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Leland High Sierra Snowplay

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Leland High Sierra Snowplay
34033 Leland Meadow Road
PinecrestCA 95364
(209) 965-4719

Ages: 2 and up

Cost: see website for details

Parking: Yes - free

Features: Shop, Snack Stand, Family Friendly, Restrooms

Leland High Sierra Snowplay is just a short drive from the Central Valley, with an expansive and well-groomed snow area for sledding.  The park opens as soon as snow hits the foothills (the park is at an elevation of 6,300 feet) and typically remains open until April.

Those visiting the snow park may choose to purchase either a walk-up pass or a tow-up pass.  The tow-up pass allows tubers to connect tubes to a lift tow that will bring the tuber up the hills with minimum effort.  Those with a walk-up pass must hike up the hill to then tube down.  These large hills have multiple lanes to choose from, each with their own level of excitement groomed in.

The kiddie hills are perfect for those not tall enough and maybe too apprehensive to ride the large hills.  Double and even triple riding is allowed on the kiddie hills, providing visitors with a true family photo-op!  Personal sledding equipment (only plastic or vinyl equipment) may be used on the kiddie hills.  

An oval course on-site is specifically for mini-snowmobile rides!  Children ages five to 12 weighing under 110 pounds — and for an additional fee — can jump on a mini-snowmobile and zip around the track!  This attraction operates only on weekends and holidays under weather conditions.

Weekend and holiday rates are slightly higher than mid-week rates. Holiday rates apply to Winter Break (December 19th - January 2rd), Martin Luther King, Jr. Day (January 16), and President's Day (February 20).  See the website for more details.

2011/2012 season hours of operation: 10am-5pm, daily.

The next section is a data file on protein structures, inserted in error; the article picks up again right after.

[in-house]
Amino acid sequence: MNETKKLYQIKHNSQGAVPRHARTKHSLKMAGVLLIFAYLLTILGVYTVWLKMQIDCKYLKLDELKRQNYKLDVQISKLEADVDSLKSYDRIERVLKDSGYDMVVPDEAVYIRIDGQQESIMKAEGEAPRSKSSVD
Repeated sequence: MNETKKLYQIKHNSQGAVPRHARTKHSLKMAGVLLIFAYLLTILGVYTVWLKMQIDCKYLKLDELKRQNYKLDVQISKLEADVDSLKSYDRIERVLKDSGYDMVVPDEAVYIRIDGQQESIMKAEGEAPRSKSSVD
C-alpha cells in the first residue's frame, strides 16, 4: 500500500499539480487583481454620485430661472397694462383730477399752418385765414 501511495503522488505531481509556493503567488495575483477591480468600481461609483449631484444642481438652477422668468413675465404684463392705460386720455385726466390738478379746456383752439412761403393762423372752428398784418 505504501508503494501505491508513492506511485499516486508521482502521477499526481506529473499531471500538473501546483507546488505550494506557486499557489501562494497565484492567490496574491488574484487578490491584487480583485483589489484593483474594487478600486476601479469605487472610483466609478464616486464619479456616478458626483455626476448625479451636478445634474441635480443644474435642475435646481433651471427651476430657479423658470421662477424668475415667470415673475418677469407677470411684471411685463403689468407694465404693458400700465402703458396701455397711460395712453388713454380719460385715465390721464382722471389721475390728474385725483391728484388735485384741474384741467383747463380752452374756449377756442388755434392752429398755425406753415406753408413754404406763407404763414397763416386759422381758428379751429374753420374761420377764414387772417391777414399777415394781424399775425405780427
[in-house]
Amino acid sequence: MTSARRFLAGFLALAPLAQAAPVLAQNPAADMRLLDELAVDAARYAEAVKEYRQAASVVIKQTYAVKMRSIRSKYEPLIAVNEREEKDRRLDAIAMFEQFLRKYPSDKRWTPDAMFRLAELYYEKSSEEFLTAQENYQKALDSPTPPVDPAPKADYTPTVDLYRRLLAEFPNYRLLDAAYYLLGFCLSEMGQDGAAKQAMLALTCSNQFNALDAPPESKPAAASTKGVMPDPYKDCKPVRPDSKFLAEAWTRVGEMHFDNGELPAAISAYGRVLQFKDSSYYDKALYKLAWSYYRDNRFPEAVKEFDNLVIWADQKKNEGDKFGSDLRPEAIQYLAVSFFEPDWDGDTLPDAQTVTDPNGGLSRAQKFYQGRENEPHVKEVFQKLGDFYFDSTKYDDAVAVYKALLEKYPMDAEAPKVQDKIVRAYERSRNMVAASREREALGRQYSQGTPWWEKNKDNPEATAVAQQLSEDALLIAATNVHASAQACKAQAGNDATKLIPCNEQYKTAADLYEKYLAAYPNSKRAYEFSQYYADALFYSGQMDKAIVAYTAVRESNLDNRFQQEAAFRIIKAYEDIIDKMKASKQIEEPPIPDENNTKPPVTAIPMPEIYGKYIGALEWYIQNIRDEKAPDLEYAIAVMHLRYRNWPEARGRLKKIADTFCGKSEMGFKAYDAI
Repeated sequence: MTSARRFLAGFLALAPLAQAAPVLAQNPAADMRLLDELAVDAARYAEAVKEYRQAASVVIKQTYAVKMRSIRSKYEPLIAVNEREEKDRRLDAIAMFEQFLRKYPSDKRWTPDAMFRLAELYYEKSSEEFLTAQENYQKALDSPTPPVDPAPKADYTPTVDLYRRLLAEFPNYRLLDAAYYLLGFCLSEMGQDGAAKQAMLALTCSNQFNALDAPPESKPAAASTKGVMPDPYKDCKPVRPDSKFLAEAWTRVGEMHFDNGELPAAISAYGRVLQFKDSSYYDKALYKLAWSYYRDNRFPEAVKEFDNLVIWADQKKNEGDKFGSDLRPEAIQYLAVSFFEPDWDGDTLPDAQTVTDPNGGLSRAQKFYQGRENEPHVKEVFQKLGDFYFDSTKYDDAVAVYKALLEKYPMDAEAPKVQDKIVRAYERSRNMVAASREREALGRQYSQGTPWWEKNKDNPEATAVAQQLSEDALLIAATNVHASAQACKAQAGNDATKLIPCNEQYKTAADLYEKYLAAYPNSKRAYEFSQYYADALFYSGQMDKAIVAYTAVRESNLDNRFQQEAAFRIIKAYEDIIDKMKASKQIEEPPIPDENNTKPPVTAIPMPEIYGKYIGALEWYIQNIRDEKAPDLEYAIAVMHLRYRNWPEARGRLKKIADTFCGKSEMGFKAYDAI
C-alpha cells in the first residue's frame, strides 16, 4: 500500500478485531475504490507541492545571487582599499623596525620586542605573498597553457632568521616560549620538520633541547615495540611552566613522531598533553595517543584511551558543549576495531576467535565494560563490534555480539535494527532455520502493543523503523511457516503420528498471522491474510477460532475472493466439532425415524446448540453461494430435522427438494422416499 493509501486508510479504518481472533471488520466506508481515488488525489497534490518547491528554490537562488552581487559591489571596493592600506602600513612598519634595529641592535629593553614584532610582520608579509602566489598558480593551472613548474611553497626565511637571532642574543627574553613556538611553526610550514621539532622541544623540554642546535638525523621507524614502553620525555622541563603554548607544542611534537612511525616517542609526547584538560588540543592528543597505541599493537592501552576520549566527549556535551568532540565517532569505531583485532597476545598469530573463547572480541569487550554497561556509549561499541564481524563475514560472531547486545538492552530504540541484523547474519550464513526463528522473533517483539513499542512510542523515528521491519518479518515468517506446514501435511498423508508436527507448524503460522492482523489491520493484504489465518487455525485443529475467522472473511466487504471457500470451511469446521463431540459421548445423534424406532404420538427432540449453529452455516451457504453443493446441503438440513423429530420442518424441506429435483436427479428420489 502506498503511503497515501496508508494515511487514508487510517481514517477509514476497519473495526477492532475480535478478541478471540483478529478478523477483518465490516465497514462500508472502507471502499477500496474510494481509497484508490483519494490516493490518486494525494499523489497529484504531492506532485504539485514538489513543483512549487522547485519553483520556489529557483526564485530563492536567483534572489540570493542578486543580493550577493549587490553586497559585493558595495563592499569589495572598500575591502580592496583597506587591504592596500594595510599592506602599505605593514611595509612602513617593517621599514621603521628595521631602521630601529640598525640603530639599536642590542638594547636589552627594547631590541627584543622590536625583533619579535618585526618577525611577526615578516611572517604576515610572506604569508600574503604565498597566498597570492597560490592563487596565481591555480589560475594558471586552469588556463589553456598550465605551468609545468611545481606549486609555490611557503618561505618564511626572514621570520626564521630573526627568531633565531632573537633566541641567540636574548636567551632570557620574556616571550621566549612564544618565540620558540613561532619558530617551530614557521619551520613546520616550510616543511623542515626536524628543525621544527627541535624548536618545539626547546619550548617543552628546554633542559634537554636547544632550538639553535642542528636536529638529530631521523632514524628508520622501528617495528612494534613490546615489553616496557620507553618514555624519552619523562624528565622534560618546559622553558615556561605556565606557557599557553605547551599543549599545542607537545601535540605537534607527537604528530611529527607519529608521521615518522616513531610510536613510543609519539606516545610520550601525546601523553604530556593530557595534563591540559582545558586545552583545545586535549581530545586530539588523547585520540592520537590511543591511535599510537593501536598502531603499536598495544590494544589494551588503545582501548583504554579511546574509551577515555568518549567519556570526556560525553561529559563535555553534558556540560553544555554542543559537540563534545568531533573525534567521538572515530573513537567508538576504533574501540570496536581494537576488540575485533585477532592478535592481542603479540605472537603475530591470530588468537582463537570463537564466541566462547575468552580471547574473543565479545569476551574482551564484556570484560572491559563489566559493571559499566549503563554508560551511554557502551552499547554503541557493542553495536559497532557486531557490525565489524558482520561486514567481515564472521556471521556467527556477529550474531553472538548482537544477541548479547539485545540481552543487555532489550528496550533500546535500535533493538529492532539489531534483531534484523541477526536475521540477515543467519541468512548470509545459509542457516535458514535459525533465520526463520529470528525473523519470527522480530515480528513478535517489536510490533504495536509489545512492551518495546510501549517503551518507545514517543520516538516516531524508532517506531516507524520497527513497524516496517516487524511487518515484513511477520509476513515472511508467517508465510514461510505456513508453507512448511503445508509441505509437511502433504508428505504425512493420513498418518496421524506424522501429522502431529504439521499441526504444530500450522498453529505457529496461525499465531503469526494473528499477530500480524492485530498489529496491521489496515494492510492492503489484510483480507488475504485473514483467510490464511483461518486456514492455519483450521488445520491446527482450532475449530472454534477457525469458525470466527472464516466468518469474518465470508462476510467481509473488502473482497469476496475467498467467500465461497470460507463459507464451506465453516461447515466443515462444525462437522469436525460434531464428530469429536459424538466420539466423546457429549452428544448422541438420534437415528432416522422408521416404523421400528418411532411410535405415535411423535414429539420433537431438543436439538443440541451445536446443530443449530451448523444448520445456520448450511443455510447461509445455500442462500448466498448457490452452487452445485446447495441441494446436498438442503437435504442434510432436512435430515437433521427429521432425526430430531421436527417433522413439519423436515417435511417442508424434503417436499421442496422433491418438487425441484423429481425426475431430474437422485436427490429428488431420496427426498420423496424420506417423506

1 Reviews

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Reviewed on 02/06/2012

It was with great anticipation that we woke on a February Saturday morning, packed up our vehicle and headed 85 miles east of Modesto to Leland High Sierra Snowplay, located in Pinecrest.

After pulling off of Highway 108, we easily found the park and a large dirt parking lot. Inside the lodge, where tickets, food, and snacks are sold, we received our lift tickets, attached them to our snow pants, and went out onto the snow as quickly as we could.

Sledding and tubing equipment is provided by the park, but we had brought up a few sleds of our own to try, too. My California-native kids haven't had very much snow-play experience, so we went first to the kiddie hills. The area was slightly groomed, easy to walk up, and very casual when it came to how and where to slide back down. Children and adults of many ages were on the kiddie hills; everyone was polite and considerate, watching out for the youngest visitors. After several runs down, our oldest child began to pressure us to move onto the larger hills.

One run is set aside for groups of people to slide down together. Only the appropriate tube is allowed on this hill, and the only way up is to hoof it. Any which way you and your cohorts want to go down is allowed: lying on your stomach, in a head-to-toe fashion; sitting in your tube, interlocking hands or feet and sliding down in a star-like configuration; a combination of the two methods. The slope is significant — one of our children began to get very apprehensive at the top — but very fun once en route.

After the long and slick hike up the tubing hill, we were all very glad for the tow-up pass for the remainder of the runs. With four routes to choose from, there are slightly varying degrees of thrill, but what made this ride unforgettable was the condition of the snow: because it had not recently snowed, the runs were hard-packed and slick. At one point on a large hill, I hit a bump, went airborne, and came back down hard. I'm sure that fresh powder would have made this ride much more enjoyable.

PRO: The snow park had a special offer on this particular weekend: visitors could purchase an all-day play pass (usually $30/person) for the 2-hour play pass price ($22). Our family of five, all over the height of 44" — at which the adult price kicks in — checked in at just over $100.
CON: While for an all-day pass this seems reasonable, the idea that it would cost us $100 for just two hours of play on any other weekend day seemed a bit steep.

PRO: I had asked the manager if this particular day was busy or not... the parking area wasn't completely full, there wasn't a long wait for anything at all. He informed me that, no, this particular day was actually quite slow.
CON: As a result, I would think that on weekends after which snow had just fallen would be quite a different experience. Parking may be a challenge. Finding a seat in the lodge or on the sundeck may be near-impossible. The wait at the top of the large hills may be up to 10 minutes.

Leland High Sierra Snowplay